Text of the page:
Same Name, Different Pronouns

As I try again my hand at this whole blogging thing...I thought I'd update from last time.

The most recent post was about how I had started going by Ryan in April. That went amazingly well. A little too well, one might suppose, as it forced me to deal with so many things. Mainly, that it suddenly became completely unbearable to continue to use female pronouns with myself. Evey "her" and "she" grated on my ears like an obvious absurdity. About two months ago, I started using male pronouns with a couple close friends and that very quickly spread like wildfire. After my initial test period and acclamation (getting over the "who the hell is 'he'?"), I was suddenly so much more comfortable that I came out to my college activist group and the lgbt discussion group. Also, I got an internship at an lgbt organization, and immediately started going by male pronouns. Almost too quickly (I probably should have waited a little bit for this, but too late now) I came out to my parents.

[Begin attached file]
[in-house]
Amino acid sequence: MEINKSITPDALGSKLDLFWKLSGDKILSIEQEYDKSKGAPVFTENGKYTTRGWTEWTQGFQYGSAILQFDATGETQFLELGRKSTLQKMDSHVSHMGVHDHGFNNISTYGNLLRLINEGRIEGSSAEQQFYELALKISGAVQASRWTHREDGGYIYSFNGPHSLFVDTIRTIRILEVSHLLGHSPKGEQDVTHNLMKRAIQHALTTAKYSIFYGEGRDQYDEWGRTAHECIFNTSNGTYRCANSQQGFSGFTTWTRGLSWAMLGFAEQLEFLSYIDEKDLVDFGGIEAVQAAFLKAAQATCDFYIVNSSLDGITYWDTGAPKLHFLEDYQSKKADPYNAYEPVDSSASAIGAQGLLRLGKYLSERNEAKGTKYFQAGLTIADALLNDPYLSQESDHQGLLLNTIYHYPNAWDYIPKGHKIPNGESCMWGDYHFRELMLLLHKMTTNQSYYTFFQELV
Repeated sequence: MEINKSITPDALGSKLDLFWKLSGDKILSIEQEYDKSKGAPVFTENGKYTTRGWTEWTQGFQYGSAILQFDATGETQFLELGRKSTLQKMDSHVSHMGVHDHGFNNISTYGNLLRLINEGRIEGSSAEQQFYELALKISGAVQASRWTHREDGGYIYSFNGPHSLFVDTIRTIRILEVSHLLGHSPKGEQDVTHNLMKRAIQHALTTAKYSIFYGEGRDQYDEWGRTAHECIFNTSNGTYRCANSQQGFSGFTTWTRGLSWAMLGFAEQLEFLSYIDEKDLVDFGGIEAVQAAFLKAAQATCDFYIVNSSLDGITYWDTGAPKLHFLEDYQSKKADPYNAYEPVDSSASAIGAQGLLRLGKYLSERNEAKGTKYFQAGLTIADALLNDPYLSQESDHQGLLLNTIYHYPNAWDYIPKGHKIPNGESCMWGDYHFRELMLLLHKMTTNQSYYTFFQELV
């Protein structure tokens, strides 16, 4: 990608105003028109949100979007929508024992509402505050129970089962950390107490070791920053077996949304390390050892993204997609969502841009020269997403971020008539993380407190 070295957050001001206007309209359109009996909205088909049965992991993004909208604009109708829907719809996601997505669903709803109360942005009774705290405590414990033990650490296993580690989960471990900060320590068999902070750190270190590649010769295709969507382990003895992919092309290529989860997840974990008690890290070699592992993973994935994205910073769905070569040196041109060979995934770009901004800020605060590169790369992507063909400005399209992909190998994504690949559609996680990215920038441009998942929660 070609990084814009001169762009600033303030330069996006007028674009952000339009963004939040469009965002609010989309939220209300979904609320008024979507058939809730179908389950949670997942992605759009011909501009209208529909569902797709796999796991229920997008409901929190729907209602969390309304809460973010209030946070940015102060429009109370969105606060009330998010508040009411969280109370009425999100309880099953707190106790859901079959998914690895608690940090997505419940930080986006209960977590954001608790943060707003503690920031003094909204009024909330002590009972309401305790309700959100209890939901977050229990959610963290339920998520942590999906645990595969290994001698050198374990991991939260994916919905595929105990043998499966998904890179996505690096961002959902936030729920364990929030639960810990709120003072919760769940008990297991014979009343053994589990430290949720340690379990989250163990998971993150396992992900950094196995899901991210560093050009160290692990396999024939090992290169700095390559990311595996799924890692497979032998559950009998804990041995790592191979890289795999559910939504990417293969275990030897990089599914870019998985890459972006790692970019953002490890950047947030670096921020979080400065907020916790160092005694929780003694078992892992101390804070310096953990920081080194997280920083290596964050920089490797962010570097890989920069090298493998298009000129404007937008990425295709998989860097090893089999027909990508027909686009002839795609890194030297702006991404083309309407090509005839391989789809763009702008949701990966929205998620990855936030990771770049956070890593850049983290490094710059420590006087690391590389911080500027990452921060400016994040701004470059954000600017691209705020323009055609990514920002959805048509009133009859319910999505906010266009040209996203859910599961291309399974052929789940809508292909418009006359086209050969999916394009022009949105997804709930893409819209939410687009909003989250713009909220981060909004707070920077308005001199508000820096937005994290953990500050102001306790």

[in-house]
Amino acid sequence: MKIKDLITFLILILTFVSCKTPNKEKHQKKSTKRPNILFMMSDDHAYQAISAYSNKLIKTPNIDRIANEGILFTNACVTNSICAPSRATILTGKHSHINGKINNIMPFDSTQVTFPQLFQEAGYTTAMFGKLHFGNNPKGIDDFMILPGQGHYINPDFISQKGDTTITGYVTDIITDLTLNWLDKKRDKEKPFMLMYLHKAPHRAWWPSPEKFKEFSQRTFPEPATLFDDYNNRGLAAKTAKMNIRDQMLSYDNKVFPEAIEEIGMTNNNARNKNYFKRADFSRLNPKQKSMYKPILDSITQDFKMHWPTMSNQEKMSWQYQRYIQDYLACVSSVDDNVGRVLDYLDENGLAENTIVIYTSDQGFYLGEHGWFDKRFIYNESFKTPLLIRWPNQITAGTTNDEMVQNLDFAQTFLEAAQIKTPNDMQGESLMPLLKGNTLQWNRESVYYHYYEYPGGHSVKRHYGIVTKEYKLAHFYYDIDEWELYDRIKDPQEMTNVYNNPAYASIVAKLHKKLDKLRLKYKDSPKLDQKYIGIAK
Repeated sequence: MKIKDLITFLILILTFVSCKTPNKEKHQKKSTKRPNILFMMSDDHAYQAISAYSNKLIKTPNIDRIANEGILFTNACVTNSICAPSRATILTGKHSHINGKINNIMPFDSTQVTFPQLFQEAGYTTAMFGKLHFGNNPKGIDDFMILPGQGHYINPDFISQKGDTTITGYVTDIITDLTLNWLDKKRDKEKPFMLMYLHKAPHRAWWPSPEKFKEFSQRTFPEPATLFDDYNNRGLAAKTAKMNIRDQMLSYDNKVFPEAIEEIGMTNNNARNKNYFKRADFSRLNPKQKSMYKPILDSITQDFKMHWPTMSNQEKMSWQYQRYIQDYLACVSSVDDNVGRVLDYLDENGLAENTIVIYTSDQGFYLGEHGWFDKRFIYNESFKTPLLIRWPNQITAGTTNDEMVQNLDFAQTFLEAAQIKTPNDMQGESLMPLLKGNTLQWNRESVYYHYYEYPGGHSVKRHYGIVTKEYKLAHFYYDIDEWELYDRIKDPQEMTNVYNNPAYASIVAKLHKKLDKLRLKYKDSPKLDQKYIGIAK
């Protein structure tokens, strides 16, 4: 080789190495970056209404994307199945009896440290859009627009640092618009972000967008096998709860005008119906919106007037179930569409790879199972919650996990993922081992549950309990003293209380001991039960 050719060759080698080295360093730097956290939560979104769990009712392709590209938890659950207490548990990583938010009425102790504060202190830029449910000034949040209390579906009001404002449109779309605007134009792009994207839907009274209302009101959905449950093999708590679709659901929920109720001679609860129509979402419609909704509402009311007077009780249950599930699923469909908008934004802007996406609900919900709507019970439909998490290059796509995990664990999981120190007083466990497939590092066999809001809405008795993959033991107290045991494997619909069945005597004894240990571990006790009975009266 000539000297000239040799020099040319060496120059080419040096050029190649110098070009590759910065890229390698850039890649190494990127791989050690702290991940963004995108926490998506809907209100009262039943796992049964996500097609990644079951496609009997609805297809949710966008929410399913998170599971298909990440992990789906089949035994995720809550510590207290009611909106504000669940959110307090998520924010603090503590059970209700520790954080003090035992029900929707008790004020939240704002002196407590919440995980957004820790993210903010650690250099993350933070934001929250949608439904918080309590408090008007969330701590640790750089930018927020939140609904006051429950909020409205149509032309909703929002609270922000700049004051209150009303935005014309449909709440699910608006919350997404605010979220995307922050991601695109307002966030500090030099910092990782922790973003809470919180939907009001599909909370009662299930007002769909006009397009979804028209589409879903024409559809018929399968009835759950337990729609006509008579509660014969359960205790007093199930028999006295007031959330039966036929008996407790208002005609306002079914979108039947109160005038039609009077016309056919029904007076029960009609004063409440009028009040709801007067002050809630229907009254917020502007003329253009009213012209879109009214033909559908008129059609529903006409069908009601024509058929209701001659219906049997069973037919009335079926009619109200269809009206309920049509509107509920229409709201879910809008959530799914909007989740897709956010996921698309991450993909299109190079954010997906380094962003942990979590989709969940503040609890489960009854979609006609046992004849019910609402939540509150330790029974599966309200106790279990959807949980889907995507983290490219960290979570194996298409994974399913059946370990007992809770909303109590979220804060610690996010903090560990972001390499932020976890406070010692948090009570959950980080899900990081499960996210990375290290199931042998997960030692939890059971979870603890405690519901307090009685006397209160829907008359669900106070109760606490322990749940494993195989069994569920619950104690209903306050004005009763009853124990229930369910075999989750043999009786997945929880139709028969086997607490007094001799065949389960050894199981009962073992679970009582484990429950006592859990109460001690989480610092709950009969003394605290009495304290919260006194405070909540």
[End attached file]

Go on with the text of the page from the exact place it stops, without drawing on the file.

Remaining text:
I guess I should explain that besides just switching pronouns, I more or less decided to transition. It is something I only touched on briefly in this blog and usually with great trepidation, but it is something that I had slowly come to accept as an eventuality in my life. The trick to it being an eventuality is that eventually I would have to deal with it.